Someone just emailed me and asked me how I sourced the art and music for my games, and I sent back a rambling reply that I thought might be useful to others - so I’ve posted it here for all to see
For the first game, Xmas Bonus, I bought in some cheap art from IStockPhoto.com and did some of the shapes in Corel Draw, and did the menu text myself too. Indiepath gave me some free music and I found some more by browsing the net (proper royalty free for commercial use stuff). Everything I use is above-board, no pilfering. However, I wouldn’t recommend this piecemeal approach as it’s a) time consuming b) doesn’t really give a consistent/pro feel to the game. It is cheap though.
For Easter Bonus I think I posted on the Blitz Basic forum to find out what artists were interested and Quicksilva ended up doing the job (great job too, just not the style that portals really want I found out afterwards) – I paid him for the job. I also got more istockphoto art (title screen + menus), and more net music + coolly Cynus offered to help and he made a few nice tracks that we worked on together with Skype (well he did most of the work, I just interfered).
For Oz I was a contract programmer and the producer supplied all the art and music (but not sound, which was a pain, so I had to be the sound engineer on top of the 500+ hours of programming).
Finally for Holiday Bonus, I posted on the Blitz forums again about needing 3D rendered or hand-drawn backgrounds and 3D shapes for the game and got a few responses. Most were overpriced and didn’t have a lot of examples to back themselves up. However, in the end IPete2 (and a friend of his) did the job brilliantly for a good price. Music was by CS_TBL for a very reasonable price + a royalty + a secret “deal” regarding future games, and has turned out nicely. So basically I have paid out, and have to recoup a good sum before I’m in profit. It’s a risk, and at the moment I am broke, but you’ve got to speculate to accumulate as the saying goes…It’s also why negative comments (non-constructive) aren’t helpful as my family’s finances are on the line here and I got 2 kids, house, car etc so I don’t need some stupid flaming about something that I’ve worked my nuts off for (/rant over)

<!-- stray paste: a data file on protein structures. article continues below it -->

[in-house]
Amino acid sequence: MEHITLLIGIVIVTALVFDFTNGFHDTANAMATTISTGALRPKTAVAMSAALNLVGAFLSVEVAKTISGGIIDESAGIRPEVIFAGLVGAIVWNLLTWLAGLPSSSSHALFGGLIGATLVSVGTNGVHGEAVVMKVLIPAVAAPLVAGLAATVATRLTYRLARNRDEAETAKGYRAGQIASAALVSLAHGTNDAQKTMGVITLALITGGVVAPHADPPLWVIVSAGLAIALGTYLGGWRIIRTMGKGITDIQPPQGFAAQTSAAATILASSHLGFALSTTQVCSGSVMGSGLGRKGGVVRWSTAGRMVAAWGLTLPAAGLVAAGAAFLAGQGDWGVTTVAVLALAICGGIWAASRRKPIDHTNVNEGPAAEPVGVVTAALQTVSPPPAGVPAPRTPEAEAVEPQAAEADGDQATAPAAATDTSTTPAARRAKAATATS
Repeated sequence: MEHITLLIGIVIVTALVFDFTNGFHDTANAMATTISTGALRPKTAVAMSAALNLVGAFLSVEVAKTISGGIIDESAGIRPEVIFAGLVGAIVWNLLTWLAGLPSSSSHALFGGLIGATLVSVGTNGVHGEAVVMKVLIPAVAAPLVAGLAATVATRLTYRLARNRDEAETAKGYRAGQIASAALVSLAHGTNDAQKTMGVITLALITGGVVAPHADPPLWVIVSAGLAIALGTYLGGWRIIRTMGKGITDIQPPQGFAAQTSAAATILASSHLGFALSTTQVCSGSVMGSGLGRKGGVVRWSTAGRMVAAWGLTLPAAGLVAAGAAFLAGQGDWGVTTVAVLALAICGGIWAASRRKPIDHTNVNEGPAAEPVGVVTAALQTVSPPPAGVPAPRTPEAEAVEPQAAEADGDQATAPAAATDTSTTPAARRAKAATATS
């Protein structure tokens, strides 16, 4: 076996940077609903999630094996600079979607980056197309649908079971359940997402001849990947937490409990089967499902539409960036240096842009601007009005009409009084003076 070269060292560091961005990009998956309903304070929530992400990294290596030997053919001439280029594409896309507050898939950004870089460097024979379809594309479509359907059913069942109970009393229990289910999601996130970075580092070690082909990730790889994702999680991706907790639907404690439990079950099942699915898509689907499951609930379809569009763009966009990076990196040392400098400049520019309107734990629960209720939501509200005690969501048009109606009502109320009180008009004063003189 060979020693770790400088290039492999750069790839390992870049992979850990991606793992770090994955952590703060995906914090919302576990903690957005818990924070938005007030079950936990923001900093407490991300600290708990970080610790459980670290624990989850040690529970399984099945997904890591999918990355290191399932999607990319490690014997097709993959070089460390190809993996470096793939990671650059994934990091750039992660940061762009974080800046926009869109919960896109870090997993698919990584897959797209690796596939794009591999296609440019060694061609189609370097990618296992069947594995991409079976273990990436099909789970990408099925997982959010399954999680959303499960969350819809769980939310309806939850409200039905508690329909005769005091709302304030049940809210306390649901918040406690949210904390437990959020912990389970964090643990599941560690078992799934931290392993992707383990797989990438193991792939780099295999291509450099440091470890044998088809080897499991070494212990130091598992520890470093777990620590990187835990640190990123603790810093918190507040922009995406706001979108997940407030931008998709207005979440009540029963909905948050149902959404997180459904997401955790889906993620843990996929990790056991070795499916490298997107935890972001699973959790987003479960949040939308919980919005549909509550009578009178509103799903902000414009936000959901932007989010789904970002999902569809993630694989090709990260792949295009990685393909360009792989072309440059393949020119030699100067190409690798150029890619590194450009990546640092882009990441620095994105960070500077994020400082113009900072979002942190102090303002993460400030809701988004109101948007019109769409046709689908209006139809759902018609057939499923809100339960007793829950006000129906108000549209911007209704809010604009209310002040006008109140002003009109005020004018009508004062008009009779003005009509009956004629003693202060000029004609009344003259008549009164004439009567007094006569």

Since Xmas Bonus I actually get approached by people on the forums who want to work with me, which is nice. I guess this is because, as someone once called me, I’m a “finisher”. If you’ve got finished games behind you and you say you need artists/mucisians etc on Blitz and list your games, you should get lots of responses. I was going to post on Indiegamer (and search the Art Portfolios thread and post in Help Wanted) if I didn’t get anywhere on Blitz, but I never needed to. I’m not really an expert at finding these resources at all, I’ve just needed them and the Universe has provided. Helps to have friends on the forums too + I have lots of people who have bought my BlitzMax Game Framework.
Oh and to put things in perspective, the graphics took >50% of the time for Holiday Bonus (>100 man hours - I log everything), that was talking to the artist (via Skype/email) and then coding the graphics in (mind you the match-3 engine was already in existence). If you think your game is finished, well you are still going to have to “plug in” (makes it sound so easy) the graphics/anims and particle effects and so on and this will take quite a while unless you’ve got animated placeholders particles etc.
Right, anyway, hope that this ramble is of some use and that you are successful in your quest – and good luck with your next game!
New material follows
Thought I’d post this from a forum where a discussion about this thread ensues. I wrote:
I think it’s going to get harder and harder for people to make competitive casual games unfortunately. Basically 3 years ago Xmas Bonus would have look RAD, but last year it just look OK, and this year it definitely looks dated.
So what if you don’t have much art skill or much money? All you can do is make a game that looks like Xmas Bonus OR try to convince someone good to do the art for royalties (not easy). And if it looks like Xmas Bonus, unless it’s radical, got something really new, it won’t sell very well (still may not sell even if it is radical!), and then you’ll be put off making another one and have no money to reinvest. But at least you’ll have another “practice” game under your belt to hopefully attract more royalty-based team members…
It’s like a few years ago Indie games were more one man band things, like the old 8-bit days. But now they’ve gone all sophisticated (well in the graphics/sound/polish department) and require small teams to make so it’s harder to compete. I don’t want to put people off, but I see it going more that way as the customers and portals now demand polish – it’s just a hard fact. So maybe it’s best to either a) code games for fun (that’s what I started doing originally, hmm) or b) actually get some investment from somewhere and do it properly. Or I guess c) build up with mini-games and get people at low cost or on royalties, but this could take a while… or wait there’s d) join an existing team based on your merits or get headhunted/hired (but again this requires some kind of track record). So it all comes down to FINISHING something even if it’s not great. And then doing it again, but better and so on…